Bionic Boner Blues
Jim Larkins

The guy who brandishes an iron-clad erection for hours on end might seem like a dream come true, but as the evening progresses and the pumped up pumper doesn’t seem to be going anywhere but up, the dream can gradually turn to a nightmare. The condition characterized by an erect penis that doesn’t return to a flaccid state within four hours despite a lack of both physical and psychological stimulation is known as priapism.

If left untreated, this type of erectile dysfunction could have serious consequences, including thrombosis, which is clotting of the blood trapped in the penis. Damage to penile blood vessels—or, in serious cases, gangrene, which could require the removal of the penis—are also possibilities. Thus the origin of priapism’s namesake—the syndrome was coined after the Greek god Priapus, who was punished by other gods for attempting to rape a goddess and was given a huge—but useless—set of wooden genitals.

Males of all ages—including infants—can develop priapism, but it usually hits those between the ages of 5 to 10 years and 20 to 50 years. Priapism is brought on by a variety of causes. Medical conditions such as leukemia (cancer of the blood) and sickle-cell disease can be culprits. Medications such as antidepressants and antipsychotics—as well as illegal drugs—can lead to the phallic malady. While somewhat remote, the syndrome has also been linked to bites from black widows and the Brazilian wandering spider.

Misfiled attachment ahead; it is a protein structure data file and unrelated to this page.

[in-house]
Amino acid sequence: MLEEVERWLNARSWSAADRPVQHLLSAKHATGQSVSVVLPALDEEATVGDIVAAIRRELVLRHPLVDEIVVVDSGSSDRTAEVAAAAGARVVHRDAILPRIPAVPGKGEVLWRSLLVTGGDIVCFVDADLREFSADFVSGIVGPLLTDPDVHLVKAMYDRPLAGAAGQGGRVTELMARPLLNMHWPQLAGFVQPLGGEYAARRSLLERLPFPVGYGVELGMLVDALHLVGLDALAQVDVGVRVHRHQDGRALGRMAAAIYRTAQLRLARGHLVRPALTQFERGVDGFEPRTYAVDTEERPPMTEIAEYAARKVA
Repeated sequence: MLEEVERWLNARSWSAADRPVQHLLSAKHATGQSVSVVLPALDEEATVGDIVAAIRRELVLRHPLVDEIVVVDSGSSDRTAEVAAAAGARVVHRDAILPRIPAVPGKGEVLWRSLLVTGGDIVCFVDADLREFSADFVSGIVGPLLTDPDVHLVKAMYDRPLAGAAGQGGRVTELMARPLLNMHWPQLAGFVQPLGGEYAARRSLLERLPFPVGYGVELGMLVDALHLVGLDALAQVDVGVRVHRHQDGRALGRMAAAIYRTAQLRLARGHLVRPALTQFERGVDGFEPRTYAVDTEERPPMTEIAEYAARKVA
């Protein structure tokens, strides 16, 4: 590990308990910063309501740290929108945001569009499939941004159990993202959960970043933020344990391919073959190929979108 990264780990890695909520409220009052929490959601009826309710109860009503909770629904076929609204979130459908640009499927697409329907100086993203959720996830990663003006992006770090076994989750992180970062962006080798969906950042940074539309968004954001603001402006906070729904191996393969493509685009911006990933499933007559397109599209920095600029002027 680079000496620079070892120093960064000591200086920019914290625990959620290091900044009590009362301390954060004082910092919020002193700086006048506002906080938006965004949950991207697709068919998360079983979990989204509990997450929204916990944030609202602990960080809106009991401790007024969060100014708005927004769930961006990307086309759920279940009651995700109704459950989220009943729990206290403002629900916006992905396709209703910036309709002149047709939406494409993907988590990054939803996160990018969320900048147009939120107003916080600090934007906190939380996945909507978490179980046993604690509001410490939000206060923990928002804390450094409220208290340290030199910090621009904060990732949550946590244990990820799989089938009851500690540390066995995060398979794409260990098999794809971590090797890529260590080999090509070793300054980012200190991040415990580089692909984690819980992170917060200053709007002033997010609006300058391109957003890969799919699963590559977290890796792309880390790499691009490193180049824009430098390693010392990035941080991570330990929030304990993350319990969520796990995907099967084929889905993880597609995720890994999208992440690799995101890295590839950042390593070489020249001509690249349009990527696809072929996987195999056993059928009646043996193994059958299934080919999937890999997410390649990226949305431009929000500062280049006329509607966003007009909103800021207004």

There are two categories of priapism listed in medical journals: low-flow and high-flow. Low-flow priapism is the result of blood being trapped in the erection chambers. This most often occurs in otherwise healthy men without a known cause, but can also affect men with sickle-cell disease, malaria or leukemia.

High-flow priapism is rarer than low-flow and for the most part is less painful. The cause can be a ruptured artery from an injury to the penis or the perineum (fleshy area between the anus and the scrotum). When these areas are damaged, blood in the penis doesn’t circulate normally, which causes an irregular erection.

To correct priapism, the attending physician will likely release blood from the corpus cavernosa section of the penis. If this fails, intra-cavernosal injections of phenylephrine are used.

Depending on one’s party drug of choice, dabbling in illicit chemicals or in some cases alcoholic beverages can come with the unwanted side effect of a perpetual penis. Cocaine is one such drug and has produced what at first seems like a godsend of sexual stamina when applied directly to the penis. When the hard-on far outlasts the buzz of the blow, however, the fun is pretty much over. 

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